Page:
A new shallow-water representative of the carnivorous sponge genus Asbestopluma is described from the southernmost Antarctic region of McMurdo Sound. Asbestopluma (Asbestopluma) vaceleti n.sp. is a white, thin, sparingly branched sponge fringed by filaments along its entire length, with a slight thickening at the top of the branches. It was collected at 30 m depth by SCUBA divers from under densely populated overhangs of rocky substrata. The new species stands out among Antarctic Asbestopluma by the possession of forceps microscleres, a feature shared with several species from Arctic–Boreal waters (bathyal to deep-sea) and one from the Kermadec Trench (deep sea), but not previously reported from Antarctic species. A unique trait of the new species distinguishing it from all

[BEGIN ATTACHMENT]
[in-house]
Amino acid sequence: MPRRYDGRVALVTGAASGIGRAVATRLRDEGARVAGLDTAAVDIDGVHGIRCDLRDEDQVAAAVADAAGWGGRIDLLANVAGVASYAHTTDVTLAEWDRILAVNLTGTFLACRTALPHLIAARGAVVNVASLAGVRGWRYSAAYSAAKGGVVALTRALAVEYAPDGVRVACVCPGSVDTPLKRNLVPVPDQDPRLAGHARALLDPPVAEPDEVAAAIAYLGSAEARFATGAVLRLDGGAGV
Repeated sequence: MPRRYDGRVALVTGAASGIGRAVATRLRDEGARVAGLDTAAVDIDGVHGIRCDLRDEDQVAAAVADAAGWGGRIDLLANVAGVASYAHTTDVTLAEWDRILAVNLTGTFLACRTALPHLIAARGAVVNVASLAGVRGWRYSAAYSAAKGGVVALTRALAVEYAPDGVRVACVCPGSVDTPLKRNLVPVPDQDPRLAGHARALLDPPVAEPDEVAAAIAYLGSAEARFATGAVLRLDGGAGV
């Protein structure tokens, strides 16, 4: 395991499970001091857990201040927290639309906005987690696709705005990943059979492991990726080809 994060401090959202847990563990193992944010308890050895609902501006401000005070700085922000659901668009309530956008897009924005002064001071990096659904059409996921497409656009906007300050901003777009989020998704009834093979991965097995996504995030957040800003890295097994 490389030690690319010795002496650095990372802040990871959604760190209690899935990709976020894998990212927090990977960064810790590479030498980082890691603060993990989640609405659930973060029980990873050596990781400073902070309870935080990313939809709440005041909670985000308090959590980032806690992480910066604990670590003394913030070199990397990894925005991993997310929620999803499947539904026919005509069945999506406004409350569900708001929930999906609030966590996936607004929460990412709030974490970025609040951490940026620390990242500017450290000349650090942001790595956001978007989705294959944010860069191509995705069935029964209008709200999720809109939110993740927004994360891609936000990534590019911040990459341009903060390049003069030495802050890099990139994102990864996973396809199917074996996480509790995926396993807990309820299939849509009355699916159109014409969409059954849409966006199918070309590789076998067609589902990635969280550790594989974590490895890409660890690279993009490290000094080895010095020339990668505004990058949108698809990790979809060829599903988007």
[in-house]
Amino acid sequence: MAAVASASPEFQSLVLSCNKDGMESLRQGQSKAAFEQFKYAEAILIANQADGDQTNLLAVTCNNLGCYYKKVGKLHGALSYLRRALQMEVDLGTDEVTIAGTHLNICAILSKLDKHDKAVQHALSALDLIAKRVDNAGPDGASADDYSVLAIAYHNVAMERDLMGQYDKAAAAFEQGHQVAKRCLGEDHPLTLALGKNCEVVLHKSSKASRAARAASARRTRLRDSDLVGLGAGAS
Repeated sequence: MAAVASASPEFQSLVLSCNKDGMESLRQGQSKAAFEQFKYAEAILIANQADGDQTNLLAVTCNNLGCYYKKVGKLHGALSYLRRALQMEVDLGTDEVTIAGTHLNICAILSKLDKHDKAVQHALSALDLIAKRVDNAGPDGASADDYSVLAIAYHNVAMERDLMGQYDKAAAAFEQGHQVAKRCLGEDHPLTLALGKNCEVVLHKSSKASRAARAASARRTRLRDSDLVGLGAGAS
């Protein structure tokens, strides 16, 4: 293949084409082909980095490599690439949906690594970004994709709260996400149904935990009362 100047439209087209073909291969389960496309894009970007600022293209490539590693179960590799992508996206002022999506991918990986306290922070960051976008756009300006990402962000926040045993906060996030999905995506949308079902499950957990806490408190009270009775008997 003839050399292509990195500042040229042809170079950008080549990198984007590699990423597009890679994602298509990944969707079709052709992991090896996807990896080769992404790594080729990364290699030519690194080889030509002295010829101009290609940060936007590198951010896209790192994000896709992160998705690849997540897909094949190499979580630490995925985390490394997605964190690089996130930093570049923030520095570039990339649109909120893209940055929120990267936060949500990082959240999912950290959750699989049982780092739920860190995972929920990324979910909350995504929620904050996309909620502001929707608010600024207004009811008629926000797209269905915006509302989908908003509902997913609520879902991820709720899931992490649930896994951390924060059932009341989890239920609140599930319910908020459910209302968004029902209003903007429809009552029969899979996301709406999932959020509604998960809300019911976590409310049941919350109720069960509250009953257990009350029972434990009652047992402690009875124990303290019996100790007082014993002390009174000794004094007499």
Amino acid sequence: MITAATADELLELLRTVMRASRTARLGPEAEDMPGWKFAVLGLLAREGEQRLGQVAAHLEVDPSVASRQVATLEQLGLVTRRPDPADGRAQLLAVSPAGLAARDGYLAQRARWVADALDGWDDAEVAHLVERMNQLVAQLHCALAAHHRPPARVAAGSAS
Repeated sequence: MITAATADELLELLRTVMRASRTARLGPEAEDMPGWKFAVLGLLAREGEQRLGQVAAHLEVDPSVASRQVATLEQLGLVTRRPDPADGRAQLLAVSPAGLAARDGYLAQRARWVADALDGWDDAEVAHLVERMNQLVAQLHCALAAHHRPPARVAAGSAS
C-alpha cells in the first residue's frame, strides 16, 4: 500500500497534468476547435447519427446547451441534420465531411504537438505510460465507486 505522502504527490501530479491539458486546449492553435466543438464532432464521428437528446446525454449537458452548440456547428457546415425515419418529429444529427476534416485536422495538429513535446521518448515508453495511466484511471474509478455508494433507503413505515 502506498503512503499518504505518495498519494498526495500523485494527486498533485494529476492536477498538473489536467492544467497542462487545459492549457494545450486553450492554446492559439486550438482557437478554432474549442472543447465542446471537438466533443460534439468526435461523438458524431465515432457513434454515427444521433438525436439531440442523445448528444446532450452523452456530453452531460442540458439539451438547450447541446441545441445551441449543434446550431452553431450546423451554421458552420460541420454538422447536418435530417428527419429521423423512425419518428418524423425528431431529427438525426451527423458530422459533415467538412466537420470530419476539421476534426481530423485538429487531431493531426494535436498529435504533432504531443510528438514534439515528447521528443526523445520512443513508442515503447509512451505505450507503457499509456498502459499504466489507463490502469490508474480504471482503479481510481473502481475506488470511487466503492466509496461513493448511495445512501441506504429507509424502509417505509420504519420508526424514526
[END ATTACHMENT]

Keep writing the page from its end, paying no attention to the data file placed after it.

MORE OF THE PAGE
forceps-bearing Asbestopluma is a second category of reduced anisochelae. The new species is most similar to A. hypogea, a shallow-water cave species from the Mediterranean, which differs in having a smooth stalk and a filament-bearing ovoid body. A comparison is made with descriptions of Antarctic Asbestopluma species and all species possessing forceps microscleres.